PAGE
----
Published September 1, 2006 - More info
Scott H. Podolsky. Pneumonia before antibiotics Therapeutic evolution and evaluation in twentieth-century America. 2006. The Johns Hopkins University Press. Baltimore, Maryland, USA. 0-8018-8327-X (hardcover).$49.95248 pp.
Streptococcus pneumoniae (the pneumococcus) was first isolated by Pasteur and Sternberg in 1880 and shortly thereafter was recognized as the most common cause of bacterial pneumonia. Between then and now, the implication of a diagnosis of pneumococcal pneumonia has undergone a monumental change in the minds of physicians. In the early 20th century, when William Osler gave pneumonia its oft-cited appellation “captain of the men of death,” its case fatality rate was estimated to be between 30% and 40%. The subsequent decades saw a gathering storm of interest in the biology and treatment of pneumococcal infection. Neufeld and Haendel demonstrated that pneumococci could be divided into immunologic types, later distinguishable in a matter of hours in a clinical specimen. In the 1930s, sulfonamide therapy for pneumonia reduced the case fatality rate substantially, and with the introduction of penicillin, the respect and fear accorded to pneumonia among physicians was diminished (perhaps to the point of excess), the focus shifting to strategies for prevention of pneumococcal disease by vaccination.
Scott Podolsky, an internist and lecturer in the Department of Social Medicine at Harvard Medical School, focuses on a sometimes untold story in the evolution of therapy for pneumococcal pneumonia, the development and implementation of type-specific serum therapy. Serum therapy, when it is discussed, is often presented as a footnote in this historical parade, a brief stop between the hopelessness of Osler’s time and the triumph of the antibiotic era. Podolsky tells a story that is much richer, full of scientific and medical giants, such as Oswald Avery, Rufus Cole, and Maxwell Finland. Before the coming of the antibiotic era, which marks the end of the narrative, a massive public health system will have been mobilized and subsequently dismantled, pharmaceutical companies will have devoted massive resources to serum production, and debates will have simmered throughout the medical community as to how and when serum might best be used.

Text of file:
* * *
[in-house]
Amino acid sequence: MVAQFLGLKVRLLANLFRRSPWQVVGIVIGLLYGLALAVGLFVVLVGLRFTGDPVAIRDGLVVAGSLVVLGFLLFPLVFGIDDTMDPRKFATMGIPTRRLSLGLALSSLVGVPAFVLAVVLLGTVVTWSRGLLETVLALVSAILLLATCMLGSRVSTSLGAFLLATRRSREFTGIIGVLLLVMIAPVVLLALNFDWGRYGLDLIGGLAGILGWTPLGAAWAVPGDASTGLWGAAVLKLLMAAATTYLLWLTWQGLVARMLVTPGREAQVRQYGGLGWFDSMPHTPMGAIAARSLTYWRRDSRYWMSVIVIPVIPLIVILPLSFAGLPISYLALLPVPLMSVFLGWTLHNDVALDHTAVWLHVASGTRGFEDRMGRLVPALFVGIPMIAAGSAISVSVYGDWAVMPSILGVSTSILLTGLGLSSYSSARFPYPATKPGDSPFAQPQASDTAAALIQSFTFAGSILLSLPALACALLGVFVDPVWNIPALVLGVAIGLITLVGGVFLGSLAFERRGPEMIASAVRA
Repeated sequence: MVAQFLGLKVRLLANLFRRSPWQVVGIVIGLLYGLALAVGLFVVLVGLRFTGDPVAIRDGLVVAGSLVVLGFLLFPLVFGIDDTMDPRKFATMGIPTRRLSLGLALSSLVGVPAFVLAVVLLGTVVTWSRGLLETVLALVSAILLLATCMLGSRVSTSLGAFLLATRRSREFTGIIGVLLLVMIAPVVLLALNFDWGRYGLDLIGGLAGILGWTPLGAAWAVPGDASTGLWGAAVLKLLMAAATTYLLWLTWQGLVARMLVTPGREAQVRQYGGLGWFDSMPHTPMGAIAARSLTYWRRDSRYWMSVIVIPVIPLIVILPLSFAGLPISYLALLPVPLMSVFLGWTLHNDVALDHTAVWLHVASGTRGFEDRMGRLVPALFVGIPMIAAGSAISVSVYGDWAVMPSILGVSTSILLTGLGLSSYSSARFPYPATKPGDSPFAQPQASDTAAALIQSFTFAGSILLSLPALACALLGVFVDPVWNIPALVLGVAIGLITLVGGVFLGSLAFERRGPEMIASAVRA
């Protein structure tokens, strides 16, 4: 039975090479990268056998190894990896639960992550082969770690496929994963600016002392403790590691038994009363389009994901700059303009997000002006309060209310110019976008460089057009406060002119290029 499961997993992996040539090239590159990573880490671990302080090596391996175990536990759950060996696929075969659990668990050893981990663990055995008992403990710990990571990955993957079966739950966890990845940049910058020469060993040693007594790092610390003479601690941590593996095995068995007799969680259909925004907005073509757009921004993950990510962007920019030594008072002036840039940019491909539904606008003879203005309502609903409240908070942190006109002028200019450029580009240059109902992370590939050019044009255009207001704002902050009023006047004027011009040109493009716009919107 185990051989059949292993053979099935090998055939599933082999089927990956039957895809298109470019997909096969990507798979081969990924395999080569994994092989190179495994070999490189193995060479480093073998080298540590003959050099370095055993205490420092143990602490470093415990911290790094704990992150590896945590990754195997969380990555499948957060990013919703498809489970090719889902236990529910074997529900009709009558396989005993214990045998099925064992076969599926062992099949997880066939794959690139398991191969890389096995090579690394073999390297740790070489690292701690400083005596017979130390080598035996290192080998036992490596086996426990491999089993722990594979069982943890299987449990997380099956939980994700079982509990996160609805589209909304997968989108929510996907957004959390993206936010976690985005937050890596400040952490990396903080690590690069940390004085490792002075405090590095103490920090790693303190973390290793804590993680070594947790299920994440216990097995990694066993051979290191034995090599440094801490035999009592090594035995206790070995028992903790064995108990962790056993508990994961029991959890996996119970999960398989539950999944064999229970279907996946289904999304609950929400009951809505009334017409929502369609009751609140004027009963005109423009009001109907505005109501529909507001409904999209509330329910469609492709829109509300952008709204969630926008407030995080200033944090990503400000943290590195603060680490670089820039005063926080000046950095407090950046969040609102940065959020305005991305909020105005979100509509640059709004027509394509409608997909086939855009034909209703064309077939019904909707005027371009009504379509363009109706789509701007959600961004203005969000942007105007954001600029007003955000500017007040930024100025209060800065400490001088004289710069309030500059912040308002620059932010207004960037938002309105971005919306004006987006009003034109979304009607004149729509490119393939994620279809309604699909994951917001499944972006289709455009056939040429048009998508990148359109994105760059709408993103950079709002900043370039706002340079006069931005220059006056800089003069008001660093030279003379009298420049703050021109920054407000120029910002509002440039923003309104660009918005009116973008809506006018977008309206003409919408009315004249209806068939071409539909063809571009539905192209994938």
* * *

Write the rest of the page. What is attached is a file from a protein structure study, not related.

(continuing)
The three parts of the book trace the development, wide implementation, and subsequent decline of serotherapy over a period of more than 40 years. Podolsky is at his best when he illustrates the many instances in which debates over serotherapy foreshadowed questions that the medical community continues to face today. The role of the public health system vis-à-vis local practitioners was hotly debated, with individual doctors resentful of intrusions into their practices. Serious concerns were raised about the role of pharmaceutical companies in the investigation, marketing, and distribution of a product (serum) from which they profited. Finally, students of clinical investigation will recognize the seeds of controlled trials in this book, with disagreements over the proper handling of control groups, the need to convince practitioners of the value of statistical analysis, and the generalizability of studies performed at academic centers to the “real world.”
As an additional parallel to today, it is striking in the telling of this story how consistently medicine has underestimated the diversity and adaptability of the pneumococcus. As the number of known serotypes expanded from 2 to 4 to more than 30 (of the 90 that are currently recognized), there was the gradual realization that type-specific therapy would become logistically challenging. Likewise, antibiotics such as penicillin, hailed as the final blow against the pneumococcus, would prove ultimately to select antibiotic-resistant mutants. Today, we face similar issues as we use polysaccharide vaccines against a limited number of serotypes, a strategy that ultimately may require revision or addition of serotypes currently not represented in the vaccine.
It is somewhat unfortunate that, despite the timeliness of this book, it is written in large part in a manner not easily accessible to the general reader. A great deal of the text is devoted to specific local reactions to larger scale policies. The writing is turgid, and much of the story resides in the voluminous footnotes, which constitute roughly 40% of the book’s length. The result is a volume that is likely to be of greater interest to medical historians and sociologists than to clinicians or basic scientists.